The UK is known for its often peculiar weather
. With a temperate climate, in the past extreme weather was a rarity. It was possible though to experience snow at Easter, a period of hot weather in February and rainy summers. Extremes though were rare rather than normal.
In the 21st century there have been many incidences of extreme weather and in particular unusually heavy rainfall. In June 2007
heavy rainfall caused flooding in many areas of the UK. Weather forecasters claimed that these floods were a once in a thousand year occurrence but recent weather is proving that theory wrong.
The drought warnings issued early in 2012 were hardly spoken before rain set in, and it stayed. The Queen's Diamond Jubilee and the London 2012 Olympics
were a wash-out as far as the weather went. The seemingly non-stop rain was blamed on the jet stream
, as its position had moved.
In the Summer of 2012 the jet stream remained situated below the UK, albeit six miles above Earth. Normally in Summer its position is above the UK. The effect this repositioning had was to make the USA sizzle in extreme heat and the UK turn into a damp squib.
The general consensus was that the jet stream issue would resolve and normal levels of rain return. That has not proved to be the case. As the UK moved into autumn and then winter the weather did not improve. For many people in the UK it got worse and homes and businesses were flooded.
Today the BBC
has reported that analysis by the UK Meteorological Office has shown that the frequency of extreme rainfall in the UK "may" be increasing. They have shied away from making a definite assessment as it is difficult to do so. Many factors play a part in our weather and cycles of weather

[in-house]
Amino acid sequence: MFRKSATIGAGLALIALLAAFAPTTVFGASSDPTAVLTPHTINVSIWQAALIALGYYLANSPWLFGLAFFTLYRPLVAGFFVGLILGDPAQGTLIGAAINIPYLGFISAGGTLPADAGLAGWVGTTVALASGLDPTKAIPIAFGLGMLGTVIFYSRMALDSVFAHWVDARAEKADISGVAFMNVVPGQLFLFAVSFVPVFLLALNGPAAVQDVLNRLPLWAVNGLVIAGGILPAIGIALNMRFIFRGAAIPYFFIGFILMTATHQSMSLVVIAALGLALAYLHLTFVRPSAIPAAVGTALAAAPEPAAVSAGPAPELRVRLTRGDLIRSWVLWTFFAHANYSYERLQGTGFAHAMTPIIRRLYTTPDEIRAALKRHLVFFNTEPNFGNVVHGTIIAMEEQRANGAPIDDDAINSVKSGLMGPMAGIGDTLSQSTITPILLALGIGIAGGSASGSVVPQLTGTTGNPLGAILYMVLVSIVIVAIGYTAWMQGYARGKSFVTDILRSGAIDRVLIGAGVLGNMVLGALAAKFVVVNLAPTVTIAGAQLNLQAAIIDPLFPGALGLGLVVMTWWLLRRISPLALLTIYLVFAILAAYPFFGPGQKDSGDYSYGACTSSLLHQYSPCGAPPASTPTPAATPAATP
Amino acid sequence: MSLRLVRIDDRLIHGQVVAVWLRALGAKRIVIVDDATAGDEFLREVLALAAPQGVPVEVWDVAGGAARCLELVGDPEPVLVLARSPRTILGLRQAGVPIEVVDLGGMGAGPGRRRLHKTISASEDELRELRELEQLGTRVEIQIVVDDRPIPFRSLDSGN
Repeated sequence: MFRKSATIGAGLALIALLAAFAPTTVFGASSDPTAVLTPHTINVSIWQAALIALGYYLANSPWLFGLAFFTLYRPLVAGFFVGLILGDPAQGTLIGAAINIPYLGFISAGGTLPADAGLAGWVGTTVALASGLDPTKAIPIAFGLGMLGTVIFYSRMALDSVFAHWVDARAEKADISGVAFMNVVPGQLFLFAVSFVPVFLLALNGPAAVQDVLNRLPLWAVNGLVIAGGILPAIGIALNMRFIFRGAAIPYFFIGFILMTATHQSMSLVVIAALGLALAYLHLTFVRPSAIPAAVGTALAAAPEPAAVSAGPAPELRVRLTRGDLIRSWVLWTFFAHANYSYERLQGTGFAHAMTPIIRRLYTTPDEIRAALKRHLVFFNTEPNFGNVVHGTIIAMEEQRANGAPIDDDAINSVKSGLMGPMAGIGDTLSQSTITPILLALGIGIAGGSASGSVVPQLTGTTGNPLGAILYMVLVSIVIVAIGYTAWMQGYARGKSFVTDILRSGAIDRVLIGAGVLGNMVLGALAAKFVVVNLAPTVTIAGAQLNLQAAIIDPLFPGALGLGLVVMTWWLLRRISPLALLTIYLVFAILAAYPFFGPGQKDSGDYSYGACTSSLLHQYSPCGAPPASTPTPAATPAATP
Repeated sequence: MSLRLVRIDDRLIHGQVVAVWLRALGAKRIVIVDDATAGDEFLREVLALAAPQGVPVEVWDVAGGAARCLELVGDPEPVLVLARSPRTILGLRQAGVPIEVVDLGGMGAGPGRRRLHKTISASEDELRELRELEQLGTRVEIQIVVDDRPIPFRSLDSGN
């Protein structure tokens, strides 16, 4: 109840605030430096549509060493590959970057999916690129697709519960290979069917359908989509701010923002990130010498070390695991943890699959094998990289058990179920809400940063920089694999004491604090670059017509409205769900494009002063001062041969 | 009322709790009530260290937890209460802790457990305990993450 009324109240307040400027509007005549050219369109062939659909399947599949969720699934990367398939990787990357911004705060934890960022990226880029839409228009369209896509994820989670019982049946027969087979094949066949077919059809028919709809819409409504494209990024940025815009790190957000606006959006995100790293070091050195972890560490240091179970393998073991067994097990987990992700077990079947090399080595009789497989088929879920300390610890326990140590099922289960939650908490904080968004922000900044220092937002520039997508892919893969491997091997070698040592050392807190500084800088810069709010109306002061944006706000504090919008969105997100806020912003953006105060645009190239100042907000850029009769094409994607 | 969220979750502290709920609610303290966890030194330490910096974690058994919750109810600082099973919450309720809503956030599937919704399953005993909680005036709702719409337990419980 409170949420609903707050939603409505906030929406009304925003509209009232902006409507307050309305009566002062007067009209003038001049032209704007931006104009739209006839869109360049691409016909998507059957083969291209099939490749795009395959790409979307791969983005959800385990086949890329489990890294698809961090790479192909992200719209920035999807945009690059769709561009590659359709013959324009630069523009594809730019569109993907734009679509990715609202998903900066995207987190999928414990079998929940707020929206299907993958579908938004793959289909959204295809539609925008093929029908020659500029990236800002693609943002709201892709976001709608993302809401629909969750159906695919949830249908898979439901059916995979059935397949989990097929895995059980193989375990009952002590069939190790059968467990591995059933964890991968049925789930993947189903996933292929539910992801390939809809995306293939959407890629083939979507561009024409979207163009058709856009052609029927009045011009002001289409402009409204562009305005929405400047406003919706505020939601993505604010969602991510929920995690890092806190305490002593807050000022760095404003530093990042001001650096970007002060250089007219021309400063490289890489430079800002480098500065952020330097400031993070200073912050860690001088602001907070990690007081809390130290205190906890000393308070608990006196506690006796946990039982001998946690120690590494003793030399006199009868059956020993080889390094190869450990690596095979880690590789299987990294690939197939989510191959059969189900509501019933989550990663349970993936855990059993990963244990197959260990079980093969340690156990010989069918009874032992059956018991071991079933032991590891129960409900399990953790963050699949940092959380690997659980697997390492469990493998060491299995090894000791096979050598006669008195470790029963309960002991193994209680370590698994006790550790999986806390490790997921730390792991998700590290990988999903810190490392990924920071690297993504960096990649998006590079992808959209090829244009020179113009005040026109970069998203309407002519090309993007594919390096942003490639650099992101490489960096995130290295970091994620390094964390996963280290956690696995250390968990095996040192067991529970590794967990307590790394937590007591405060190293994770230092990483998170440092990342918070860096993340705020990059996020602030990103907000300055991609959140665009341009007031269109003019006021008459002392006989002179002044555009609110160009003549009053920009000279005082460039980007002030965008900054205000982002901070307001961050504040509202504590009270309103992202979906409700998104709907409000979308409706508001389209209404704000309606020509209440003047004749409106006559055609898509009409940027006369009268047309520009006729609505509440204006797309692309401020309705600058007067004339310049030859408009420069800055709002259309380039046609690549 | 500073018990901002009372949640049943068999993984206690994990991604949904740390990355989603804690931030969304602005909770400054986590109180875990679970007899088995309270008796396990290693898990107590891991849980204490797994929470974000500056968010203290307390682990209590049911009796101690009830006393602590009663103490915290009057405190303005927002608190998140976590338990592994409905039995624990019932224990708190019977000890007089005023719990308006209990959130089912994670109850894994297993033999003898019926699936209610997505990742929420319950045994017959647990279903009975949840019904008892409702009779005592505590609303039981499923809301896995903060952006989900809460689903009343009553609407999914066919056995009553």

The Meteorological Office in the UK is gathering together information relating to rainfall in the UK during 2012 and will soon announce whether or not it was the wettest year on record in Britain.
Whilst there are always some weather changes from year to year it looks as if the trend for rainfall since 1960 is an upward one. Hot and dry summers, such as those experienced in 1975 and 1976, have been rare. If this is the case though how come a drought
was going to be declared early in 2012? Why were there such low stocks of water after one dry Summer, with so much rain previously?
Professor Julia Slingo, chief scientist at the Met Office stressed that it was too early to say equivocally what the analysis indicated. More research is necessary.
"We have always seen a great deal of variability in UK extreme rainfall because our weather patterns are constantly changing, but this analysis suggests we are seeing a shift in our rainfall behaviour," she said.
"There's evidence to say we are getting slightly more rain in total, but more importantly it may be falling in more intense bursts - which can increase the risk of flooding.
"It's essential we look at how this may impact our rainfall patterns going forward over the next decade and beyond, so we can advise on the frequency of extreme weather in the future and the potential for more surface and river flooding.
"This will help inform decision-making about the need for future resilience both here in the UK and globally."
Later today the BBC reported that 2012 was officially "the second wettest on record", in the UK. 1,330.7mm of rain fell, which was 6.6mm short of the record set in 2000.